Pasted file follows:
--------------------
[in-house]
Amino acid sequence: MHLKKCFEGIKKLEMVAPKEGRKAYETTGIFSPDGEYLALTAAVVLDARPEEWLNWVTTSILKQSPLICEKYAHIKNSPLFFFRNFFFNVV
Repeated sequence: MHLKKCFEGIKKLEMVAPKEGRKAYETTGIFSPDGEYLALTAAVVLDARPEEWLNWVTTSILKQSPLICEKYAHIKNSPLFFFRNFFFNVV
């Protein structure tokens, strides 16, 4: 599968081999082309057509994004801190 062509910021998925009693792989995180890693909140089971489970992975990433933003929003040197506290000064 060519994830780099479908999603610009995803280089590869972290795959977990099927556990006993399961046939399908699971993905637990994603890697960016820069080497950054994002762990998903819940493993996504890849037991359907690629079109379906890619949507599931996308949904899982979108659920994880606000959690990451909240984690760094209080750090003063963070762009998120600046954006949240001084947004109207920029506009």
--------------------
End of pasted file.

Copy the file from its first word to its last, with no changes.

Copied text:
[in-house]
Amino acid sequence: MHLKKCFEGIKKLEMVAPKEGRKAYETTGIFSPDGEYLALTAAVVLDARPEEWLNWVTTSILKQSPLICEKYAHIKNSPLFFFRNFFFNVV
Repeated sequence: MHLKKCFEGIKKLEMVAPKEGRKAYETTGIFSPDGEYLALTAAVVLDARPEEWLNWVTTSILKQSPLICEKYAHIKNSPLFFFRNFFFNVV
């Protein structure tokens, strides 16, 4: 599968081999082309057509994004801190 062509910021998925009693792989995180890693909140089971489970992975990433933003929003040197506290000064 060519994830780099479908999603610009995803280089590869972290795959977990099927556990006993399961046939399908699971993905637990994603890697960016820069080497950054994002762990998903819940493993996504890849037991359907690629079109379906890619949507599931996308949904899982979108659920994880606000959690990451909240984690760094209080750090003063963070762009998120600046954006949240001084947004109207920029506009």